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Changes in hydrogen-bond strengths explain reduction potentials in 10 rubredoxin variants.

Authors
  • Lin, I-Jin
  • Gebel, Erika B
  • Machonkin, Timothy E
  • Westler, William M
  • Markley, John L
Type
Published Article
Journal
Proceedings of the National Academy of Sciences
Publisher
Proceedings of the National Academy of Sciences
Publication Date
Oct 11, 2005
Volume
102
Issue
41
Pages
14581–14586
Identifiers
PMID: 16199518
Source
Medline
License
Unknown

Abstract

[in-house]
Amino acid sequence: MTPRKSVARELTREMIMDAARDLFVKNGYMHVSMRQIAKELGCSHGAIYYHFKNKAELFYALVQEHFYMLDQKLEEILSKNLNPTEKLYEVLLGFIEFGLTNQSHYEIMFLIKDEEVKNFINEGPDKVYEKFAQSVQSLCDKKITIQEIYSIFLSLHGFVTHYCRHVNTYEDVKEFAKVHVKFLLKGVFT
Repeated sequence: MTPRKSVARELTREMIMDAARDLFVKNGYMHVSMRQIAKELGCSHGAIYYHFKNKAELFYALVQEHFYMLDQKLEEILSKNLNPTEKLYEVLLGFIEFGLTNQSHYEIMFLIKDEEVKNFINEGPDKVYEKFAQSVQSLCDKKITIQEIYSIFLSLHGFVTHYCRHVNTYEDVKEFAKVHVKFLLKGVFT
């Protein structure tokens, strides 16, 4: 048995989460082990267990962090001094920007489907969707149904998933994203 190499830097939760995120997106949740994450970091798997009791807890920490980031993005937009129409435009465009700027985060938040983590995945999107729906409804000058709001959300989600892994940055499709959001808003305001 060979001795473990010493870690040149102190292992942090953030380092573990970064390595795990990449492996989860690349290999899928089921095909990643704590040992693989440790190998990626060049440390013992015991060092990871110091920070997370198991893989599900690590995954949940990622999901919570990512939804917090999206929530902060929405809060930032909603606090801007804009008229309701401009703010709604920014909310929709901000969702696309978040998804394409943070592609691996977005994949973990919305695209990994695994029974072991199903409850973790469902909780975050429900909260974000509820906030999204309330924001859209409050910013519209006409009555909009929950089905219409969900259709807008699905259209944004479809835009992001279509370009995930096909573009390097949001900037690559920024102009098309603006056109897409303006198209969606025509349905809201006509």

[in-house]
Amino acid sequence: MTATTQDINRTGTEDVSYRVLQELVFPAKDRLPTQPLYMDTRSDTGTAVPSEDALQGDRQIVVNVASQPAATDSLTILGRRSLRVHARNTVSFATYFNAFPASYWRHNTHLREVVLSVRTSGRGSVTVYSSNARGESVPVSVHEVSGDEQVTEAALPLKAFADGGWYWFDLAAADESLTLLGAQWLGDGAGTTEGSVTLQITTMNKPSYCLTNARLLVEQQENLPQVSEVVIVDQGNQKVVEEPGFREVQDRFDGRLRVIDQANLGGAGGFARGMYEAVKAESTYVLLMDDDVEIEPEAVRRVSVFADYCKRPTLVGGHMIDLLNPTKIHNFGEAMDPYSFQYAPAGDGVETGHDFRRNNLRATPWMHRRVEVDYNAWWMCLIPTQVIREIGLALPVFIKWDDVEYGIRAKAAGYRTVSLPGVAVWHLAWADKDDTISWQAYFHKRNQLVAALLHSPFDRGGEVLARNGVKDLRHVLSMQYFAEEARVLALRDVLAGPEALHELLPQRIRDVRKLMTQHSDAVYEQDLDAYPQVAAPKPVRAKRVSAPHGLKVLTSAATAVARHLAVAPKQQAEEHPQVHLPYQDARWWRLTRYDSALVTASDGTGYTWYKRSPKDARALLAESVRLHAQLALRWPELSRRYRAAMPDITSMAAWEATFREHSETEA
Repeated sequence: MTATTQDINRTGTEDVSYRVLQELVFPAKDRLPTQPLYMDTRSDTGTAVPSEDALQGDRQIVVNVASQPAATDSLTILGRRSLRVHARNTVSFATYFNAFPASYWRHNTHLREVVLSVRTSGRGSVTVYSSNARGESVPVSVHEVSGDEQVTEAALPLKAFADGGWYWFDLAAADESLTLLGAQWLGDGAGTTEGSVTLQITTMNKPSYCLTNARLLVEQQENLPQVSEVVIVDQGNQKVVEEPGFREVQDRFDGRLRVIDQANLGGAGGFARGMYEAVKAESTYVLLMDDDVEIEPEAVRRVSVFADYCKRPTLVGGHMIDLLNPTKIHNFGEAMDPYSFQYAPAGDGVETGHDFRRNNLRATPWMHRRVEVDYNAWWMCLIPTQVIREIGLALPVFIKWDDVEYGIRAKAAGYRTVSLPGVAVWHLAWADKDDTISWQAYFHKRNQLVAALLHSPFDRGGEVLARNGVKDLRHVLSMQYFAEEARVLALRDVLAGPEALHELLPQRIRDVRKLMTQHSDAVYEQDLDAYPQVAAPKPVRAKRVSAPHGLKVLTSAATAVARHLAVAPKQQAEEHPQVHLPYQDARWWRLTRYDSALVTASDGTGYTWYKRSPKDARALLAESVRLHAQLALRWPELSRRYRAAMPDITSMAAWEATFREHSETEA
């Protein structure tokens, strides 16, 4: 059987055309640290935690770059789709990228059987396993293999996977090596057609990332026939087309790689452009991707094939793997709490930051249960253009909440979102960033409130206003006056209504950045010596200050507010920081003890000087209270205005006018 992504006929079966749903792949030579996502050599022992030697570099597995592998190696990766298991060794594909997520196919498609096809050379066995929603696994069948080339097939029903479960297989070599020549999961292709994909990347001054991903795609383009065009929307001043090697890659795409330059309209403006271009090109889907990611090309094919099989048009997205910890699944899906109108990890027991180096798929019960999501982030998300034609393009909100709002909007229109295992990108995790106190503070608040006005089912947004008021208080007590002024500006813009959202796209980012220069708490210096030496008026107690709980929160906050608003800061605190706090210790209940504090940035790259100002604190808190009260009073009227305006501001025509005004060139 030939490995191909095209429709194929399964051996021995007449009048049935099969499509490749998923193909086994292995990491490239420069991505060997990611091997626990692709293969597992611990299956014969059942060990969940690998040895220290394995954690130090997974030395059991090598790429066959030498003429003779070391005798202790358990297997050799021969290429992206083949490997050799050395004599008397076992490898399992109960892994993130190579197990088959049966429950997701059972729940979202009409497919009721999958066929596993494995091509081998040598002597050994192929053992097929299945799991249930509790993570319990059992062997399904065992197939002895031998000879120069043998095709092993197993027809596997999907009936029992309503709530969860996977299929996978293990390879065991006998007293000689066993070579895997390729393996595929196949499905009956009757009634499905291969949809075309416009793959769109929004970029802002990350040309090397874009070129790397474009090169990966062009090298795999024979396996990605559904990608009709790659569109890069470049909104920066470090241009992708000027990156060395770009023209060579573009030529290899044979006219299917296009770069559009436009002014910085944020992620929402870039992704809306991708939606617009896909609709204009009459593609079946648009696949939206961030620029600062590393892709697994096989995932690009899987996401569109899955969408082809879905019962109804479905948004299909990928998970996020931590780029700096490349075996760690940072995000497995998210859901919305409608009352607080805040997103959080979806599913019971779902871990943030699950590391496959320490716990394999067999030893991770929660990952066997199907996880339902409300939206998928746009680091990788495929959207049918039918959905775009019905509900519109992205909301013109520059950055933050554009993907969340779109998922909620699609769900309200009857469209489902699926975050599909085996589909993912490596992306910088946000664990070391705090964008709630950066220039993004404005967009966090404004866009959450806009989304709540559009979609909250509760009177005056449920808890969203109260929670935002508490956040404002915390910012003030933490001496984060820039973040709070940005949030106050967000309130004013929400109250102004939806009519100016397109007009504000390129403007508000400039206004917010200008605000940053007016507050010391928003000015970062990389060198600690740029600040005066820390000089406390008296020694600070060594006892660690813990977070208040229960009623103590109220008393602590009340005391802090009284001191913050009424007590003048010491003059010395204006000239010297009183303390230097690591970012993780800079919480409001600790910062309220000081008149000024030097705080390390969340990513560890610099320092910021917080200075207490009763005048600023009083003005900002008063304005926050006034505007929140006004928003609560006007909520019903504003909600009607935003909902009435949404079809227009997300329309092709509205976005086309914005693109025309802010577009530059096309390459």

The rubredoxin from Clostridium pasteurianum (CpRd) provides an excellent system for investigating how the protein sequence modulates the reduction potential of the active site in an iron-sulfur protein. (15)N NMR spectroscopy has allowed us to determine with unprecedented accuracy the strengths of all six key hydrogen bonds between protein backbone amides and the sulfur atoms of the four cysteine residues that ligate the iron in the oxidized (Fe(III)) and reduced (Fe(II)) forms of wild-type CpRd and nine mutants (V44G, V44A, V44I, V44L, V8G, V8A, V8I, V8L, and V8G/V44G). The length (or strength) of each hydrogen bond was inferred from the magnitude of electron spin delocalized across the hydrogen bond from the iron atom onto the nitrogen. The aggregate lengths of these six hydrogen bonds are shorter in both oxidation states in variants with higher reduction potential than in those with lower reduction potential. Differences in aggregate hydrogen bonding upon reduction correlate linearly with the published reduction potentials for the 10 CpRd variants, which span 126 mV. Sequence effects on the reduction potential can be explained fully by their influence on hydrogen-bond strengths.

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